RBI rate cut now will boost economy: Arun Jaitley
New Delhi: Finance Minister Arun Jaitley Monday said that if the Reserve Bank of India moved to lower the cost of capital by cutting interest rates at this juncture of cooling inflation, it would provide a "good fillip" to the economy.
"I am quite clear in my mind that the cost of capital has to come down. Inflation has moderated, global fuel price has eased. Therefore, if the RBI, which is a highly professional organisation, in its wisdom decides to bring down the cost of capital it will give a good fillip to the Indian economy," he said.
Data released last week showed the country's factory output grew at 2.5 percent in September even as retail inflation fell to a record low of 5.52 percent during October.
Speaking at the Citibank Investor Summit here, Jaitley hoped that as a professional organisation the RBI will take "the best decision" on the count of cutting interest rates.
Jaitley also said that while the targets fixed for disinvestment in the current financial year are quite ambitious, he was, nevertheless, hopeful of realising them.
"We have very ambitious disinvestment target this year. I hope we will be able to reach close to that," Jaitley said.
The government has set a target of Rs.43,425 crore to be earned from selling stakes in public sector undertakings during the current fiscal.
Regarding two major items on the government's reform agenda, the finance minister said while he hoped the Insurance Amendment Bill will be passed in the upcoming winter session of parliament, the government would table the Goods and Services Tax (GST) bill.
He said he was in touch with the Parliament Select Committee, currently vetting the insurance bill, and would try to persuade it to give its report at the earliest.
Parliament, where the Congress and the Left parties continue to oppose certain clauses in the bill, is scheduled to convene Nov 24 for the month-long winter session.
The panel has been asked to give its report on the last day of the first week of the session.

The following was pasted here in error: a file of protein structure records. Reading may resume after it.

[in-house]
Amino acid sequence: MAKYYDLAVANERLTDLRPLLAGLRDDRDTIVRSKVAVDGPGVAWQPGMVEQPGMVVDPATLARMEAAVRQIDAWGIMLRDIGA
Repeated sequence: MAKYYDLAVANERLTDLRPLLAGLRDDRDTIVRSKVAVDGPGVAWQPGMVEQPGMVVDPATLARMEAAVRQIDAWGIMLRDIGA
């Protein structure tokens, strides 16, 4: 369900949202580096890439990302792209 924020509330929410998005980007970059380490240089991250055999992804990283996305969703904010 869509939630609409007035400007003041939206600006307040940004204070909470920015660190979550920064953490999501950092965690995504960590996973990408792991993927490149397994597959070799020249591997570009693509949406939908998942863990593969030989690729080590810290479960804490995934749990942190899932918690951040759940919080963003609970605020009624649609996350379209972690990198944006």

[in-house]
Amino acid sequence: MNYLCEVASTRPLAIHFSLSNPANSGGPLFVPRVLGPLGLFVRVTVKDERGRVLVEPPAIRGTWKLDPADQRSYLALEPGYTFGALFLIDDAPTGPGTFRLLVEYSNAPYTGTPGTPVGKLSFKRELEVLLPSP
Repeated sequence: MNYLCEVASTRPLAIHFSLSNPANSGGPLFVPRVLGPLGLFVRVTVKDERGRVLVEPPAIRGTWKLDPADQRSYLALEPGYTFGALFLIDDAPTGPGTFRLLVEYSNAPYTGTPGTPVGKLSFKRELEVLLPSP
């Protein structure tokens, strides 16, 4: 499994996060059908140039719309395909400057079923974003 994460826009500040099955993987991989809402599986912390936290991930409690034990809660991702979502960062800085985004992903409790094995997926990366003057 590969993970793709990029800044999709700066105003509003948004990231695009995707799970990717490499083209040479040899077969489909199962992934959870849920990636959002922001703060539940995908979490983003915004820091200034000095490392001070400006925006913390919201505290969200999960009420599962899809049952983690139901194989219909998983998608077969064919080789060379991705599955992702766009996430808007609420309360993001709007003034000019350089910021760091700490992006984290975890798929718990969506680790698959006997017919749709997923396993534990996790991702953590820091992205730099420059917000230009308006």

In the 15-member committee headed by BJP member Chandan Mitra, seven members, including the Biju Janata Dal's Kalpataru Das and Independent Rajeev Chandrashekhar, support the bill.
The Congress has three members while the Samajwadi Party, the Bahujan Samaj Party, the CPI-M, the Trinamool Congress and the AIADMK have one member each. They are also opposed to certain clauses in the bill.
The amendment aims at increasing private equity from 26 to 49 percent in the insurance sector, and was referred to the Select Committee in August.
The government can convene a joint session of parliament to get the bill passed but only after it is voted on and defeated in the Rajya Sabha.
The BJP has a comfortable majority in the Lok Sabha but has only 42 members in the Rajya Sabha. The BJP-led National Democratic Alliance (NDA) has 57 members while the Congress has 69 in the Rajya Sabha.
The Congress had said the NDA introduced many amendments to what the previous United Progressive Alliance (UPA) government led by it had tabled in the house. Thus, it required a closer look.
The BJP had opposed the insurance bill when the UPA tabled it in the Rajya Sabha.
Jaitley also said he will apprise the Empowered Committee of State Finance Ministers of the draft Constitution Amendment Bill on GST before introducing it in parliament.
Last week, the committee met here and expressed the hope that the new tax regime could be implemented by the proposed date - April 1, 2016 - notwithstanding their differences with the central government over some key provisions.
The central government has written to the panel suggesting that the threshold annual turnover for levying the GST should be increased to Rs.25 lakh (Rs.2.5 million) from Rs.10 lakh (Rs.one million).
The committee in August resolved to lower the threshold limit for imposing the GST on companies from a turnover of Rs.25 lakh to Rs.10 lakh.
Seen as a key to facilitating industrial growth and improving the business climate in the country, the GST bill needs to be passed by a two-thirds majority in both houses of parliament and by the legislatures of half of the 29 states to become a law.